"Mesmerizing...harrowing in its emotional intensity, haunting in its evocation of a distant time and place." Michiko Kakutani, The New York Times

Review:

"Superb, perfect, one might even say soaring." The Seattle Times

Review:

"Lyrical passages...reads like profound poetry...the most enterprising and successful portrait of a man in heat by a female writer since Joyce Carol Oates' tumultuously orgasmic What I Lived For." Alan Cheuse, Chicago Tribune

Review:

"Intricately wrought...Harrison imbues her solitary silence with a stately air of self-possession." Maria Russo, The New York Times Book Review

Review:

"The novel?s undertow of anguish will resonate with anyone who has tried to make sense of desire....Chilled to perfection." People

Review:

"Painterly in its pearlescent evocation of the Alaskan landscape, steeped in myth and the magic of science, this is a delectably moody, erotic, and provocative cross-cultural love story." Booklist

Synopsis:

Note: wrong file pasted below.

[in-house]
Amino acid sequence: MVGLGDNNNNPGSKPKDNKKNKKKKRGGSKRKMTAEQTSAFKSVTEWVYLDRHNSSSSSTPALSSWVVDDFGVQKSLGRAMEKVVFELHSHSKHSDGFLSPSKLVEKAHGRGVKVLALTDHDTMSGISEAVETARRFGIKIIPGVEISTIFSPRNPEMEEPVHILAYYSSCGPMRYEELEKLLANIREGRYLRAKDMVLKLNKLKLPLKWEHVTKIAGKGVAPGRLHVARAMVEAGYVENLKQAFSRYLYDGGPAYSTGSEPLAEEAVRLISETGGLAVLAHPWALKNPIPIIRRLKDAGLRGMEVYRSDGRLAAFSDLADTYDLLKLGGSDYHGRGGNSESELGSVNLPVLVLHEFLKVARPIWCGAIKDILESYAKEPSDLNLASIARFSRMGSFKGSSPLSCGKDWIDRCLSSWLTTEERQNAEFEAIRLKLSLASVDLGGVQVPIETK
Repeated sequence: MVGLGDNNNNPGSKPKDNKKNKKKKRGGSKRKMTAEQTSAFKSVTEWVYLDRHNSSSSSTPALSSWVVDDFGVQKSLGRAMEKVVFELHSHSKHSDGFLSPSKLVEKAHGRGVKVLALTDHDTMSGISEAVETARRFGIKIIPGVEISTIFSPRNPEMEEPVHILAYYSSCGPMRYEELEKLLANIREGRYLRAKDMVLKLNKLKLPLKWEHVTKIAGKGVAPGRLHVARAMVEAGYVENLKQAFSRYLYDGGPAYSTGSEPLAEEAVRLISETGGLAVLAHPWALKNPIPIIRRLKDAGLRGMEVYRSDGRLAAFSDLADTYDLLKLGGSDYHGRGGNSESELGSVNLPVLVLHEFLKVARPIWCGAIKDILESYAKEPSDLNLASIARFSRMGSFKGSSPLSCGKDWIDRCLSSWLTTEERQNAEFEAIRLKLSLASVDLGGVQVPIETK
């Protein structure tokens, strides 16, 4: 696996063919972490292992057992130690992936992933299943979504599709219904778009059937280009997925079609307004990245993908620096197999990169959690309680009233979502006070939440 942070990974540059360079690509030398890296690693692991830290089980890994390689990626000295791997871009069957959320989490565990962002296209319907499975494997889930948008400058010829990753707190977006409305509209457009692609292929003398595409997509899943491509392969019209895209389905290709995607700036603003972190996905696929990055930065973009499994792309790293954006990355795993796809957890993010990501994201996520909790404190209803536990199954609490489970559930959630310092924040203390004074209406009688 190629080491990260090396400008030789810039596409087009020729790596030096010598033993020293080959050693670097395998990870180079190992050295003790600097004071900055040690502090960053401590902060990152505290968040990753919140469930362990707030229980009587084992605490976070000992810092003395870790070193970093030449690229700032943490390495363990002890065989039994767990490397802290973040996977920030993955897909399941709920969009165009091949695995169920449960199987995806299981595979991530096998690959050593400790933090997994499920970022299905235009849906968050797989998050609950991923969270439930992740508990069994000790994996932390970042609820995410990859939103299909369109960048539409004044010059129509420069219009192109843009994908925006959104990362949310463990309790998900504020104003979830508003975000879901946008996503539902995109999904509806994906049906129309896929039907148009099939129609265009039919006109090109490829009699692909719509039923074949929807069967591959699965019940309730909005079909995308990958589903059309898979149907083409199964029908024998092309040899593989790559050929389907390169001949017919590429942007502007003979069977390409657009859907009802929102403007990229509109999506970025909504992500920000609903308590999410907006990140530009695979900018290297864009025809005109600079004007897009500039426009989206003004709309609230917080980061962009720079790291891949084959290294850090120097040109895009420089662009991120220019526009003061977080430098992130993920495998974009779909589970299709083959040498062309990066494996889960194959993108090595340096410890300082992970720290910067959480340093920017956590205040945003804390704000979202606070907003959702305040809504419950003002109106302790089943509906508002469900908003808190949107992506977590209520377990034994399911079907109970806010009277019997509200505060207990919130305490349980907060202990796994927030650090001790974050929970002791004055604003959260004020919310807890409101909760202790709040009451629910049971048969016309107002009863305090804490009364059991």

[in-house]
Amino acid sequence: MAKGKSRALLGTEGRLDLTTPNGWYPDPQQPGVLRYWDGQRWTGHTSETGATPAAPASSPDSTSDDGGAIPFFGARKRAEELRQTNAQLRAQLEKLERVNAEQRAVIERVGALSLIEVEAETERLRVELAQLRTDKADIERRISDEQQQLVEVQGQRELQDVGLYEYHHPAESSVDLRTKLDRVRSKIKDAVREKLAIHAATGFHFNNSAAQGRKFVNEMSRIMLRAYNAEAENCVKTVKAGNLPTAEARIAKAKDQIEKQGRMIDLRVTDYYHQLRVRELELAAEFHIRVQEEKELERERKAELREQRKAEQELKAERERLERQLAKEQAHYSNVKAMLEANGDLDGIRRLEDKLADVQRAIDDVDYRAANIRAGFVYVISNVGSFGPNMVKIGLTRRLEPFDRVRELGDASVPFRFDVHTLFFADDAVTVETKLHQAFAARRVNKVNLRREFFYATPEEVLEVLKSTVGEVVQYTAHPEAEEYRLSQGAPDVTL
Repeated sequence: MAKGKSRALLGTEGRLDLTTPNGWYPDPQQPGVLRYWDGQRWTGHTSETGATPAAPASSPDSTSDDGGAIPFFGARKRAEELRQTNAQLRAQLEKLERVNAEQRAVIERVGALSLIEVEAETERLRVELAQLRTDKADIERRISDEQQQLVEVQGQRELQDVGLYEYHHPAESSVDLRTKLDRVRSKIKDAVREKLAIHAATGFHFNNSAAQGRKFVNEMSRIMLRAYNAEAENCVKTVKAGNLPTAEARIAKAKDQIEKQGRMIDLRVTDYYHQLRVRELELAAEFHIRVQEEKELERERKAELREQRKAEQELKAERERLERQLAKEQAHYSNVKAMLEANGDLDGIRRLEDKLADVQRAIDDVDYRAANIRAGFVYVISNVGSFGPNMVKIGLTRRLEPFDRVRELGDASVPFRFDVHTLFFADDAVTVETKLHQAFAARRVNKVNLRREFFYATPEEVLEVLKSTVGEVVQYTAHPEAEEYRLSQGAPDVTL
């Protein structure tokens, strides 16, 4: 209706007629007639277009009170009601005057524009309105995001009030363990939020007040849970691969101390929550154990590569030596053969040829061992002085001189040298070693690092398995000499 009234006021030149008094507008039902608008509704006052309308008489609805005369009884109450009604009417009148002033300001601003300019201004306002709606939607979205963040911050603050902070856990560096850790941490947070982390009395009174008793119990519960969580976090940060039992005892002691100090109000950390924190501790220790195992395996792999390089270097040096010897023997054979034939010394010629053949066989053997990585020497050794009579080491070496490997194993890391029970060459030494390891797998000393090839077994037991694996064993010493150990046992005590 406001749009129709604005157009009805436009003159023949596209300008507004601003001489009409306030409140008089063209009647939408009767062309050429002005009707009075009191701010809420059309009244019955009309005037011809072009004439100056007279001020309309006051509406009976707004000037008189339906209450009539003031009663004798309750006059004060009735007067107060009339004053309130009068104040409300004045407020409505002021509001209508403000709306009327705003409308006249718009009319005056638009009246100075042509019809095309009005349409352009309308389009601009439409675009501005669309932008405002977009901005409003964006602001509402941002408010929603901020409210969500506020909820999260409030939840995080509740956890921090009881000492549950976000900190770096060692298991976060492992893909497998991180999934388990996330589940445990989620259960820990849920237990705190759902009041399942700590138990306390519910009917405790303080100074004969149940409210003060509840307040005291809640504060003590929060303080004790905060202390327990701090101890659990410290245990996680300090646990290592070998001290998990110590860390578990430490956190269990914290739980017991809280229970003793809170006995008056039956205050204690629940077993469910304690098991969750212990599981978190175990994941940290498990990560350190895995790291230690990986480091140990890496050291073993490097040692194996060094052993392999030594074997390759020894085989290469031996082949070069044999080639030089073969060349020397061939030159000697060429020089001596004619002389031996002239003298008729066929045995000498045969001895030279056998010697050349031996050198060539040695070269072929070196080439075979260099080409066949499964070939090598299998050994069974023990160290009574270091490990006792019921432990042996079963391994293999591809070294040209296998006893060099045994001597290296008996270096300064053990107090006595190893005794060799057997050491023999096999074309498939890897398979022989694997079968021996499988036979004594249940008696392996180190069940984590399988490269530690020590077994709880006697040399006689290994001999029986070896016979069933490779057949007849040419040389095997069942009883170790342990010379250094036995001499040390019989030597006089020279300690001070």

"Set in Alaska in 1915, it tells the story of a young scientist's consuming love for a woman known as the Aleut, a woman who never speaks, who refuses to reveal so much as her name." Born and educated in midwestern cities, Bigelow is sent north by the United States government to establish a weather observatory in Anchorage. But what could have prepared him for the loneliness of a railroad town with more than two thousand men and only a handful of women, or for winter nights twenty hours long? And what can protect him from obsession — obsession with a woman who seems in her silence and mystery to possess the power to destroy his life forever, and obsession with the weather kite he invents, a kite he hopes will fly higher than any has ever flown before and will penetrate the secrets of the heavens?